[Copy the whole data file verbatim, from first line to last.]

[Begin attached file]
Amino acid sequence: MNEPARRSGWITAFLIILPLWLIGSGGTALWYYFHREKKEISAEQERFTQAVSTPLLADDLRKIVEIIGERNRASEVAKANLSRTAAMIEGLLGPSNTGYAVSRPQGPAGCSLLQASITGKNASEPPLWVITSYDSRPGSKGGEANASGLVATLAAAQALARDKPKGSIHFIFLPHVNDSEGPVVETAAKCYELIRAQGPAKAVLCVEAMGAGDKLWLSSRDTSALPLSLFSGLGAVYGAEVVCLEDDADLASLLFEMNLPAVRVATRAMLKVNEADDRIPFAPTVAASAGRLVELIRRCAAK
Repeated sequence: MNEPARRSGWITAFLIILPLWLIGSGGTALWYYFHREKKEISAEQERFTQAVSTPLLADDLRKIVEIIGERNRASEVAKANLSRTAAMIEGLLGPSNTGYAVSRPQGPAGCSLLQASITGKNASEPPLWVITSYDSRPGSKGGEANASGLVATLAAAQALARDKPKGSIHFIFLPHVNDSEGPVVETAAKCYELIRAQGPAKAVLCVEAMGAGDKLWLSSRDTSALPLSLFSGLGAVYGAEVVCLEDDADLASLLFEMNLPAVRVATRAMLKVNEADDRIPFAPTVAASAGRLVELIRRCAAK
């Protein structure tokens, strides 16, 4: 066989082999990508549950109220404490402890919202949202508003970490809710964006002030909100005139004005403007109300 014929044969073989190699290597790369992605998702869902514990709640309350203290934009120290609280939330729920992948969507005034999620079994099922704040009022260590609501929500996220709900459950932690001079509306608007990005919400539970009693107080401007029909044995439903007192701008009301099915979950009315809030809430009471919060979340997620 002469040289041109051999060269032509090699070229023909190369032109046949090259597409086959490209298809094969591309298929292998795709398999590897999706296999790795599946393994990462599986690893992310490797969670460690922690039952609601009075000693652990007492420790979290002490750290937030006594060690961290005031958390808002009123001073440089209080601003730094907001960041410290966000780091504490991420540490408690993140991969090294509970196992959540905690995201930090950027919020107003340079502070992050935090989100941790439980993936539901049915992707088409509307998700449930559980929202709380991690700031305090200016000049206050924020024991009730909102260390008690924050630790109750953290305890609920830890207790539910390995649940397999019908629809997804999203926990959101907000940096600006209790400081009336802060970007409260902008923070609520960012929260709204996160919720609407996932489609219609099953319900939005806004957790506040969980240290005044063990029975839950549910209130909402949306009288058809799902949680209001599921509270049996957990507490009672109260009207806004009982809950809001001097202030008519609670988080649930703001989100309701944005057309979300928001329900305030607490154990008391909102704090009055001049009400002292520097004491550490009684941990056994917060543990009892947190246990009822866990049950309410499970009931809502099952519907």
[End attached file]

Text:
Amino acid sequence: MNEPARRSGWITAFLIILPLWLIGSGGTALWYYFHREKKEISAEQERFTQAVSTPLLADDLRKIVEIIGERNRASEVAKANLSRTAAMIEGLLGPSNTGYAVSRPQGPAGCSLLQASITGKNASEPPLWVITSYDSRPGSKGGEANASGLVATLAAAQALARDKPKGSIHFIFLPHVNDSEGPVVETAAKCYELIRAQGPAKAVLCVEAMGAGDKLWLSSRDTSALPLSLFSGLGAVYGAEVVCLEDDADLASLLFEMNLPAVRVATRAMLKVNEADDRIPFAPTVAASAGRLVELIRRCAAK
Repeated sequence: MNEPARRSGWITAFLIILPLWLIGSGGTALWYYFHREKKEISAEQERFTQAVSTPLLADDLRKIVEIIGERNRASEVAKANLSRTAAMIEGLLGPSNTGYAVSRPQGPAGCSLLQASITGKNASEPPLWVITSYDSRPGSKGGEANASGLVATLAAAQALARDKPKGSIHFIFLPHVNDSEGPVVETAAKCYELIRAQGPAKAVLCVEAMGAGDKLWLSSRDTSALPLSLFSGLGAVYGAEVVCLEDDADLASLLFEMNLPAVRVATRAMLKVNEADDRIPFAPTVAASAGRLVELIRRCAAK
């Protein structure tokens, strides 16, 4: 066989082999990508549950109220404490402890919202949202508003970490809710964006002030909100005139004005403007109300 014929044969073989190699290597790369992605998702869902514990709640309350203290934009120290609280939330729920992948969507005034999620079994099922704040009022260590609501929500996220709900459950932690001079509306608007990005919400539970009693107080401007029909044995439903007192701008009301099915979950009315809030809430009471919060979340997620 002469040289041109051999060269032509090699070229023909190369032109046949090259597409086959490209298809094969591309298929292998795709398999590897999706296999790795599946393994990462599986690893992310490797969670460690922690039952609601009075000693652990007492420790979290002490750290937030006594060690961290005031958390808002009123001073440089209080601003730094907001960041410290966000780091504490991420540490408690993140991969090294509970196992959540905690995201930090950027919020107003340079502070992050935090989100941790439980993936539901049915992707088409509307998700449930559980929202709380991690700031305090200016000049206050924020024991009730909102260390008690924050630790109750953290305890609920830890207790539910390995649940397999019908629809997804999203926990959101907000940096600006209790400081009336802060970007409260902008923070609520960012929260709204996160919720609407996932489609219609099953319900939005806004957790506040969980240290005044063990029975839950549910209130909402949306009288058809799902949680209001599921509270049996957990507490009672109260009207806004009982809950809001001097202030008519609670988080649930703001989100309701944005057309979300928001329900305030607490154990008391909102704090009055001049009400002292520097004491550490009684941990056994917060543990009892947190246990009822866990049950309410499970009931809502099952519907």